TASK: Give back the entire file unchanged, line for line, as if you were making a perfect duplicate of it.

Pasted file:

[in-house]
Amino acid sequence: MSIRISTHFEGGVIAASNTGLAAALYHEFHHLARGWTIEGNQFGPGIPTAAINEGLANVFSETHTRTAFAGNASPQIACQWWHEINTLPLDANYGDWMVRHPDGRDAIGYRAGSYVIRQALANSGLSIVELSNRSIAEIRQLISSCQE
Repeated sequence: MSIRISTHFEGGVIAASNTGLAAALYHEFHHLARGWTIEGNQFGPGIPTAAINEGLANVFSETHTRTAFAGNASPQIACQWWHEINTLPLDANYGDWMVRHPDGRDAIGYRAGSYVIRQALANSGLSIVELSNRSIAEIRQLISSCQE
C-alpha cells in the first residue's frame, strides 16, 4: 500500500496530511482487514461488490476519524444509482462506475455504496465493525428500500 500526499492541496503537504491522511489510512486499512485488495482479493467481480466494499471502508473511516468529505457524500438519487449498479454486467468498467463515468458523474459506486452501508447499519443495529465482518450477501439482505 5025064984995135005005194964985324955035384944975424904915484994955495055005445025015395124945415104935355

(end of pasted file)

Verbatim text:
[in-house]
Amino acid sequence: MSIRISTHFEGGVIAASNTGLAAALYHEFHHLARGWTIEGNQFGPGIPTAAINEGLANVFSETHTRTAFAGNASPQIACQWWHEINTLPLDANYGDWMVRHPDGRDAIGYRAGSYVIRQALANSGLSIVELSNRSIAEIRQLISSCQE
Repeated sequence: MSIRISTHFEGGVIAASNTGLAAALYHEFHHLARGWTIEGNQFGPGIPTAAINEGLANVFSETHTRTAFAGNASPQIACQWWHEINTLPLDANYGDWMVRHPDGRDAIGYRAGSYVIRQALANSGLSIVELSNRSIAEIRQLISSCQE
C-alpha cells in the first residue's frame, strides 16, 4: 500500500496530511482487514461488490476519524444509482462506475455504496465493525428500500 500526499492541496503537504491522511489510512486499512485488495482479493467481480466494499471502508473511516468529505457524500438519487449498479454486467468498467463515468458523474459506486452501508447499519443495529465482518450477501439482505 5025064984995135005005194964985324955035384944975424904915484994955495055005445025015395124945415104935355